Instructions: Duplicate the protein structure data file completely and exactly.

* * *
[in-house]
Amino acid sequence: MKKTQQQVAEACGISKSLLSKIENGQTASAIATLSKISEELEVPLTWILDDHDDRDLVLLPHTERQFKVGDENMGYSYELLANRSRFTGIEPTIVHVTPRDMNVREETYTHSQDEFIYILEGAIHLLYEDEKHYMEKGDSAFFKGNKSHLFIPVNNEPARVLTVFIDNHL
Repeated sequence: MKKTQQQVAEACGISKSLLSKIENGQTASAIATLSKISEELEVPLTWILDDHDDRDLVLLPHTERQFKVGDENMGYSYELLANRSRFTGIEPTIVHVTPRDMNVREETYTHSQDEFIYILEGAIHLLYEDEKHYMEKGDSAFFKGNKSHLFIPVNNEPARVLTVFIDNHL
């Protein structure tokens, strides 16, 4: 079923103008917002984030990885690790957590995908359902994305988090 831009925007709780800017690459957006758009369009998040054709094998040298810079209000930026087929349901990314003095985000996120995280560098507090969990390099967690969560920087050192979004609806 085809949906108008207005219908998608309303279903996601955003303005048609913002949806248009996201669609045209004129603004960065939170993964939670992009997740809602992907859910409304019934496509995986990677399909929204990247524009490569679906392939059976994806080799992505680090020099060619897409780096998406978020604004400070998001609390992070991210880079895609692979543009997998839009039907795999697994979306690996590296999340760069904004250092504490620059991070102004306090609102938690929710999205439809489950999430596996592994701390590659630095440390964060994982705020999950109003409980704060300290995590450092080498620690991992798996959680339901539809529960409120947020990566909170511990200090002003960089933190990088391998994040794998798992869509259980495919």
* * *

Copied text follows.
[in-house]
Amino acid sequence: MKKTQQQVAEACGISKSLLSKIENGQTASAIATLSKISEELEVPLTWILDDHDDRDLVLLPHTERQFKVGDENMGYSYELLANRSRFTGIEPTIVHVTPRDMNVREETYTHSQDEFIYILEGAIHLLYEDEKHYMEKGDSAFFKGNKSHLFIPVNNEPARVLTVFIDNHL
Repeated sequence: MKKTQQQVAEACGISKSLLSKIENGQTASAIATLSKISEELEVPLTWILDDHDDRDLVLLPHTERQFKVGDENMGYSYELLANRSRFTGIEPTIVHVTPRDMNVREETYTHSQDEFIYILEGAIHLLYEDEKHYMEKGDSAFFKGNKSHLFIPVNNEPARVLTVFIDNHL
């Protein structure tokens, strides 16, 4: 079923103008917002984030990885690790957590995908359902994305988090 831009925007709780800017690459957006758009369009998040054709094998040298810079209000930026087929349901990314003095985000996120995280560098507090969990390099967690969560920087050192979004609806 085809949906108008207005219908998608309303279903996601955003303005048609913002949806248009996201669609045209004129603004960065939170993964939670992009997740809602992907859910409304019934496509995986990677399909929204990247524009490569679906392939059976994806080799992505680090020099060619897409780096998406978020604004400070998001609390992070991210880079895609692979543009997998839009039907795999697994979306690996590296999340760069904004250092504490620059991070102004306090609102938690929710999205439809489950999430596996592994701390590659630095440390964060994982705020999950109003409980704060300290995590450092080498620690991992798996959680339901539809529960409120947020990566909170511990200090002003960089933190990088391998994040794998798992869509259980495919």